Monday, May 27, 2013
(No.236) What I read after the dog ate my column on insurance
"What I read after the dog ate my column on insurance:
novels by Jose Latour, Peter Robinson and Eric Ambler"
by Alastair Rickard
I have been delinquent of late in posting new columns to RickardsRead.com while Pat and I have been travelling. This column restarts the process.
Earlier this month a major British newspaper, The Daily Mail, published a list of the top 10 crime fiction "masterminds" ranked by their worldwide sales. Several of my favourite crime fiction novelists were included: Ian Rankin (#5), Michael Connolly (#6), Lee Child (#7) and Peter Robinson (#9). Of course many of my favourite novelists were not on the list.
Jose Latour (born 1940) is a Cuban novelist who lived and worked in Castro's Cuba for years. In 2002, fearing dictatorial repression because of his novel writing (which he was now doing in English) Latour and his family moved to Spain in 2002 and to Canada in 2004 where he now lives.
I have enjoyed reading his novels including Havana Best Friends (2002) and Comrades In Miami(2005). In that same category of enjoyment I include his latest novel published only as an ebook: "Riders of Land and Tide" (2012). As one has come to expect from Latour, this latest novel is a nuanced picture of Cuban life under Fidel Castro.
Latour has written most effectively about the reality of life in Cuba after the Castro revolution of 1959. Indeed he does so with the sort of insight and balance often missing from work by North American writers.
The plot of "Riders of Land and Tide" is intricate and tells the past lives of several Cuban and American characters from pre-revolutionary Cuba to the mid-1980s when their lives come together in a most intriguing fashion and a violent conclusion.
It is typical of Latour that a fascinating story is both well written and credible, one that reaches its climax at Cayo Largo on Cuba's south shore.
Peter Robinson is an Englishman who moved to Canada in 1974. In the years since he has become a successful international crime fiction writer.
My wife Pat became a follower of Robinson's fiction early in his career and has been a faithful reader ever since. I learned of him through her.
Most of Robinson's novels feature Detective Chief Inspector Banks and are set in the fictional Yorkshire town of Eastvale.. His life as it has played out in a series of novels has featured a succession of problematic relationships -- ex-wife, adult children, police colleagues.
Banks himself is not an especially likeable person [Pat disagrees; but, she says, "I do seem to find redeeming qualities in most people]. As a homicide detective, Banks easily becomes obsessive. Robinson gives him wonderful plot paths to follow.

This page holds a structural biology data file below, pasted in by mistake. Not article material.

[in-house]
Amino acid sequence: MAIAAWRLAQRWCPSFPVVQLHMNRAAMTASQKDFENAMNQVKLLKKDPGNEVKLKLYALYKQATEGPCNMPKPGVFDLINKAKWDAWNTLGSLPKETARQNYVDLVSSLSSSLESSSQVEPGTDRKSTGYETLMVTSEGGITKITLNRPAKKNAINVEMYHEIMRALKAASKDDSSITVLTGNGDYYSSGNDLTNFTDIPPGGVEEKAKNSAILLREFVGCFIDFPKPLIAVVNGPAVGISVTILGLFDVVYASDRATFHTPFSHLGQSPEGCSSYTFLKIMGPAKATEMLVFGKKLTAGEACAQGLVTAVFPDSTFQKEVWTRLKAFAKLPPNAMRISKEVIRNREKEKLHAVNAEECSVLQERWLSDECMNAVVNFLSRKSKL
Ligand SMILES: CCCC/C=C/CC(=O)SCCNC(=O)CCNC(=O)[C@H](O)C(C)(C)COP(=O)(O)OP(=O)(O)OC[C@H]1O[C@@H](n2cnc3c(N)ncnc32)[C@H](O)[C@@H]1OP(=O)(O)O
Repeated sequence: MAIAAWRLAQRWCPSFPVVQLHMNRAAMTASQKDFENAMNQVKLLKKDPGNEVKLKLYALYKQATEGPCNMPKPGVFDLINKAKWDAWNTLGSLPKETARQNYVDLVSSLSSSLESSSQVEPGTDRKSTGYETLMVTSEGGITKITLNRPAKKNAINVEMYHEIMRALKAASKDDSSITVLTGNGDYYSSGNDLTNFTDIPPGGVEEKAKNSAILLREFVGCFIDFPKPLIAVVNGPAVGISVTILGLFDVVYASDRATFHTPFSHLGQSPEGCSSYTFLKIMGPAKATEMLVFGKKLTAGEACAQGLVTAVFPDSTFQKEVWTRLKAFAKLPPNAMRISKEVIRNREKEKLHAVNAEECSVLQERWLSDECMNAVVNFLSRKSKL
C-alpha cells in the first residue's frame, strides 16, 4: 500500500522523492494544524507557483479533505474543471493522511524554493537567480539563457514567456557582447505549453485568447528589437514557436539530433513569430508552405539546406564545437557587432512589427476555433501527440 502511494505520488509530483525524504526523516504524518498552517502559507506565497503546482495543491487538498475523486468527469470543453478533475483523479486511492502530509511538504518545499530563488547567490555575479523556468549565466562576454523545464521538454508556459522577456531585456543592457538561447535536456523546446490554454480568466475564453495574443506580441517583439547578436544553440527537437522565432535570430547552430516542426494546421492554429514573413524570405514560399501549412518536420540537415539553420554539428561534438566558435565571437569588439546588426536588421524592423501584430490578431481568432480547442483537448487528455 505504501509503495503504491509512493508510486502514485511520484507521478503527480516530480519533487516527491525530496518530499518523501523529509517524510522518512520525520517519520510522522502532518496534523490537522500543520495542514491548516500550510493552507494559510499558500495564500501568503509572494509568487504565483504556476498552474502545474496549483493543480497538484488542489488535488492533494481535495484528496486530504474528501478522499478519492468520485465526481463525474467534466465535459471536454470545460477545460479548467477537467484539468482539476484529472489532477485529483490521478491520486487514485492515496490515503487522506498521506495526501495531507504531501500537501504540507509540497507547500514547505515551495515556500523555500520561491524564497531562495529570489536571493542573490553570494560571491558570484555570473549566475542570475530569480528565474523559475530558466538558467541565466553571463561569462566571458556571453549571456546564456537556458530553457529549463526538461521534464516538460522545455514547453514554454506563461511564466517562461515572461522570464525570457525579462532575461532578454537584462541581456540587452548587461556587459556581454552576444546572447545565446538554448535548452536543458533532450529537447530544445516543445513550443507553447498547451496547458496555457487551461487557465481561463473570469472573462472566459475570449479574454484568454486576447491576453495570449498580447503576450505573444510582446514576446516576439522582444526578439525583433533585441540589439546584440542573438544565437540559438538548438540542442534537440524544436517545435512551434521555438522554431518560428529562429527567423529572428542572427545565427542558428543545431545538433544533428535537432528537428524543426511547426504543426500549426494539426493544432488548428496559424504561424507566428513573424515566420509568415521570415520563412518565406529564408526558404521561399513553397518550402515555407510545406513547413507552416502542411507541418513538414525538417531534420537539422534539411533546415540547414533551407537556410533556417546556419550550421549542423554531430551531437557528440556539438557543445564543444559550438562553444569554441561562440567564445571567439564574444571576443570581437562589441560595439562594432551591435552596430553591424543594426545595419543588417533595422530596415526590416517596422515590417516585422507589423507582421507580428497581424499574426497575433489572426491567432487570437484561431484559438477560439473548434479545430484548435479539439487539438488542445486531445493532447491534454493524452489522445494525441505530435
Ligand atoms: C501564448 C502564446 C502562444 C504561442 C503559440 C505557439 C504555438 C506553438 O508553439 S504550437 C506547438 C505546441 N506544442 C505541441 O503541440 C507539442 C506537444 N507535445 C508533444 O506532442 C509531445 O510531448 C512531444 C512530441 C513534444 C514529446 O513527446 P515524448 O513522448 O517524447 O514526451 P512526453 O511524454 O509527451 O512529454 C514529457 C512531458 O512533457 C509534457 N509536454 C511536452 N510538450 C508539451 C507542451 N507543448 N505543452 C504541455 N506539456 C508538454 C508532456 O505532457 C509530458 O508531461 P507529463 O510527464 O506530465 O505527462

The latest Banks novel, "Watching The Darkness", is set in both Yorkshire and the Baltic state of Estonia where Robinson spent time teaching a university course and absorbing Estonian history and atmosphere -- and making good use of both in this novel.
"Watching The Darkness" revolves around two murders in England and the disappearance in Estonia six years previously of a young Englishwoman. The novel is interesting, the plot believable and the writing well up to Peter Robinson's customary high standard.
Eric Ambler, who died in 1998 at age 89, has been described as a writer of thrillers who led the way for other English writers like John Le Carre and Len Deighton.
Beginning in 1936 he wrote a series of novels that featured 'ordinary' protagonists in situations of political intrigue for which they were poorly equipped.
For me these novels do not foreshadow fiction by Le Carre or Deighton so much as the later fine fiction set in pre-WWII and wartime Europe (especially post-1933 Germany) of Robert Kerr, Alan Furst and the Berlin 'station' novels by David Downing.
Recently a number of Ambler's early novels have been reissued in softcover under the Vintage Crime designation published by Black Lizard Vintage Books.
"Journey Into Fear" (originally published in 1940 reissued 2002) was written and set in Europe during the 'phoney war' period post- Sept.1939 and pre-Dunkirk.
It is a suspense spy thriller novel to be sure but it calls up this strange period of European history before the German invasion of France very effectively using the plot of an escape from Turkey by an English armaments engineer.
In an afterword to his novel "Epitaph for a Spy" (1952/2002) Ambler argued that "it is difficult to think of any fictional spy story of note written more than fifty years ago" (he wrote these words in 1951) ... But there have been few good spy stories. ... I wrote "Epitaph for a Spy" in 1937 and it was a mild attempt at realism. The central character is a stateless person (fairly unusual then), there are no professional devils, and the only Britisher in the story is anything but stalwart. I still like bits of it."
So do I. "Epitaph For a Spy" is an interesting novel and one that holds up rather well after seventy-five years.
email: Alastair Rickard@sympatico.ca
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